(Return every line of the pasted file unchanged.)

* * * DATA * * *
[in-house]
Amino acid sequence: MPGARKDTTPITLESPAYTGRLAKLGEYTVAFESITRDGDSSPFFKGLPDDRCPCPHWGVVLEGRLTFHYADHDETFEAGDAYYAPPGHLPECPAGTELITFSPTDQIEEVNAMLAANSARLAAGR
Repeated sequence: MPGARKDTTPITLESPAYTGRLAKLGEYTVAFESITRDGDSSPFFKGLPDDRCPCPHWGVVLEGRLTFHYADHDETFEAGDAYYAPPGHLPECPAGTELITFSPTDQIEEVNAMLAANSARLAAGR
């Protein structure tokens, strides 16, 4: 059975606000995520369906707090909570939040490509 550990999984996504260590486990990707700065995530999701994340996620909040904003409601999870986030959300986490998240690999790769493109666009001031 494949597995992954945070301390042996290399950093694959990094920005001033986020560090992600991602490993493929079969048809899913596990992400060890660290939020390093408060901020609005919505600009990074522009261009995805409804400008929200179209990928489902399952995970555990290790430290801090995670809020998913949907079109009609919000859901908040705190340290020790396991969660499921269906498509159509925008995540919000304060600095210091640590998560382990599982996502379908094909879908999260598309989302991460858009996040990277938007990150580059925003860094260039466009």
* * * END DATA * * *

[in-house]
Amino acid sequence: MPGARKDTTPITLESPAYTGRLAKLGEYTVAFESITRDGDSSPFFKGLPDDRCPCPHWGVVLEGRLTFHYADHDETFEAGDAYYAPPGHLPECPAGTELITFSPTDQIEEVNAMLAANSARLAAGR
Repeated sequence: MPGARKDTTPITLESPAYTGRLAKLGEYTVAFESITRDGDSSPFFKGLPDDRCPCPHWGVVLEGRLTFHYADHDETFEAGDAYYAPPGHLPECPAGTELITFSPTDQIEEVNAMLAANSARLAAGR
């Protein structure tokens, strides 16, 4: 059975606000995520369906707090909570939040490509 550990999984996504260590486990990707700065995530999701994340996620909040904003409601999870986030959300986490998240690999790769493109666009001031 494949597995992954945070301390042996290399950093694959990094920005001033986020560090992600991602490993493929079969048809899913596990992400060890660290939020390093408060901020609005919505600009990074522009261009995805409804400008929200179209990928489902399952995970555990290790430290801090995670809020998913949907079109009609919000859901908040705190340290020790396991969660499921269906498509159509925008995540919000304060600095210091640590998560382990599982996502379908094909879908999260598309989302991460858009996040990277938007990150580059925003860094260039466009």